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Abbott COVID-19 test — used by White House — could be inaccurate, FDA warns

The test, which the FDA said could produce false negatives, got emergency use authorization in March.

The Food and Drug Administration issued an alert Thursday warning that a common COVID-19 diagnostic test could be giving inaccurate results.

President Donald Trump recently touted Abbott Labs' ID NOW point-of-care test, which is used by hospitals across the country, as the test used to screen him and those around him.

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The FDA issued an emergency use authorization for the test, which can deliver results in five to 13 minutes, in March.

But the test has recently come under fire after studies have indicated that it produces too many false negatives. A small study this week from NYU Langone Health found that the Abbott test returned false negatives for nearly 50 percent of certain samples that a rival test had found to be positive. The study has not been peer reviewed. In response, Abbott said that the results are not consistent with other studies and that the sample size was very small.

The FDA now says patients with negative results from the Abbott test may need to be retested with a more sensitive test.

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"We are still evaluating the information about inaccurate results and are in direct communications with Abbott about this important issue. We will continue to study the data available and are working with the company to create additional mechanisms for studying the test," Dr. Tim Stenzel, director of the Office of In Vitro Diagnostics and Radiological Health in the FDA's Center for Devices and Radiological Health, said in a statement.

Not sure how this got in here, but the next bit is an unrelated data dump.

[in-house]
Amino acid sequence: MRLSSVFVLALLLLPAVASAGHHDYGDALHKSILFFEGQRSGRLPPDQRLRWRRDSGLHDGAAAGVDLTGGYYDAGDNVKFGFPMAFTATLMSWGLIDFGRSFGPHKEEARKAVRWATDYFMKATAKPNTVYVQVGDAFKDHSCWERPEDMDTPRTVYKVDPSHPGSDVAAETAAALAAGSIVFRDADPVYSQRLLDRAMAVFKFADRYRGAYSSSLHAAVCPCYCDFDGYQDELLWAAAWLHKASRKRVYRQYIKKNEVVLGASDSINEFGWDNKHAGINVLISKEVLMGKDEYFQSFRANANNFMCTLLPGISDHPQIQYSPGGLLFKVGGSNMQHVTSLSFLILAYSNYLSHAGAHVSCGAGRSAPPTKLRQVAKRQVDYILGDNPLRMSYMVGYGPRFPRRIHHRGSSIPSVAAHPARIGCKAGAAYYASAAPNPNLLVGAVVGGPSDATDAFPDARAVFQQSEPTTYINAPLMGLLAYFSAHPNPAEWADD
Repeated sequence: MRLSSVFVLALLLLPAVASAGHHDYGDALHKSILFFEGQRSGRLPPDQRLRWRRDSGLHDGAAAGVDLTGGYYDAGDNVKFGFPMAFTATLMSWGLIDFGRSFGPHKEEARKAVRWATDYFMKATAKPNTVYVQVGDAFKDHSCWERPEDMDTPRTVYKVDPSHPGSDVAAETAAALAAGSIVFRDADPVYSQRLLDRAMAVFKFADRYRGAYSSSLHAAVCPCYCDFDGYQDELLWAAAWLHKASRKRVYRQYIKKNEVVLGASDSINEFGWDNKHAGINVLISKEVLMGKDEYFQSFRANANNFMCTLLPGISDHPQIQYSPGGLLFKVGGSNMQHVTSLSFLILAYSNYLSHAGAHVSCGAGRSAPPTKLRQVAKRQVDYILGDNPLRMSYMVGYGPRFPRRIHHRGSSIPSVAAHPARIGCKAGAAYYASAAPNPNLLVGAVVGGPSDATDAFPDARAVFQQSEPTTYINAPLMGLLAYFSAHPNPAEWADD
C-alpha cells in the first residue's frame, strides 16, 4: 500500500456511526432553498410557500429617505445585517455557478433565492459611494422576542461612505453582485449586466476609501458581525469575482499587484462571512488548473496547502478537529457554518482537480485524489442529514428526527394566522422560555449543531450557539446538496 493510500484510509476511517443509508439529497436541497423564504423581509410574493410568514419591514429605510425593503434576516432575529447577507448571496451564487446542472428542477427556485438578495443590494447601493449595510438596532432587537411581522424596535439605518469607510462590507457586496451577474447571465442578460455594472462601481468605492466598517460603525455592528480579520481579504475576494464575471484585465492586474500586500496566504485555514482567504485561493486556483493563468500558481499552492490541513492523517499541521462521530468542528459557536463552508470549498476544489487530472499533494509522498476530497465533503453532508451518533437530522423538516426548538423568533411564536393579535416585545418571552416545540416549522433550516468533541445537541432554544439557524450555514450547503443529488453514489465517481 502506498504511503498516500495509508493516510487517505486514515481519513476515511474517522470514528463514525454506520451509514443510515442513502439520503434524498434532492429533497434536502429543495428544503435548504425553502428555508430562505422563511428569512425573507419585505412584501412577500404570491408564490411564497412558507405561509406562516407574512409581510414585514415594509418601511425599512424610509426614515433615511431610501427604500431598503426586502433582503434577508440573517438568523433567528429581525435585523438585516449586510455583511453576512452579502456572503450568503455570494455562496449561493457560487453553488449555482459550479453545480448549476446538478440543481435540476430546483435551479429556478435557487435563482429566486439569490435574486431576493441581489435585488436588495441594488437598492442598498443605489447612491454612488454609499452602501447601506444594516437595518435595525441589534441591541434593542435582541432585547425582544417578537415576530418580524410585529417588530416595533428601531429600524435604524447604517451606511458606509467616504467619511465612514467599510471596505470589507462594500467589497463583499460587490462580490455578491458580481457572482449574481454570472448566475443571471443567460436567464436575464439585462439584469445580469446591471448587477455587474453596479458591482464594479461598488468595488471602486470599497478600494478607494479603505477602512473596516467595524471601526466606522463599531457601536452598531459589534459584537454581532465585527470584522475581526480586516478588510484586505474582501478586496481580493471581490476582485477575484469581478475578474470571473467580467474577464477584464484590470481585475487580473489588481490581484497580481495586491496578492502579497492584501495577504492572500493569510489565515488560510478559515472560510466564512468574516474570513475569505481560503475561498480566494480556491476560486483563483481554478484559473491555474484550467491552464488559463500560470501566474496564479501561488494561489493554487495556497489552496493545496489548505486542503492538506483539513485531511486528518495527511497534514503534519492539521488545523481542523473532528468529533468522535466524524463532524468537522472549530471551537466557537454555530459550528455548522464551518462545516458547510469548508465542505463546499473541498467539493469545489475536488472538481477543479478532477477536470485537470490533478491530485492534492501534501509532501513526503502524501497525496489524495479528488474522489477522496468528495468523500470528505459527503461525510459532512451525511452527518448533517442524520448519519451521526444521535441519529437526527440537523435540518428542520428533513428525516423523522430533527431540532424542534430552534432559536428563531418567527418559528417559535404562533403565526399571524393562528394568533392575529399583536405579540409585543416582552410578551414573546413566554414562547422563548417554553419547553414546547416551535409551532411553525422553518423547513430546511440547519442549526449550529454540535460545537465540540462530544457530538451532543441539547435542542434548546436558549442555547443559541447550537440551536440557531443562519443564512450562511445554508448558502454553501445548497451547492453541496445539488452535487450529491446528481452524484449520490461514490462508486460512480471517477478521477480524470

"This test can still be used and can correctly identify many positive cases in minutes. Negative results may need to be confirmed with a high-sensitivity authorized molecular test," Stenzel said.

In a statement, the FDA said that it is sharing early information in "the spirit of transparency" and that it is working with Abbott. The company will send letters alerting users that any negative test results not consistent with a patient's clinical symptoms should be confirmed with another test.

So far, the agency has received 15 adverse event reports about Abbott’s test.

In a statement to NBC News, Abbott said that while other studies have shown their test to be reliable and accurate, they are now providing clinicians with more guidance, including proper collection and handling instructions for test samples.

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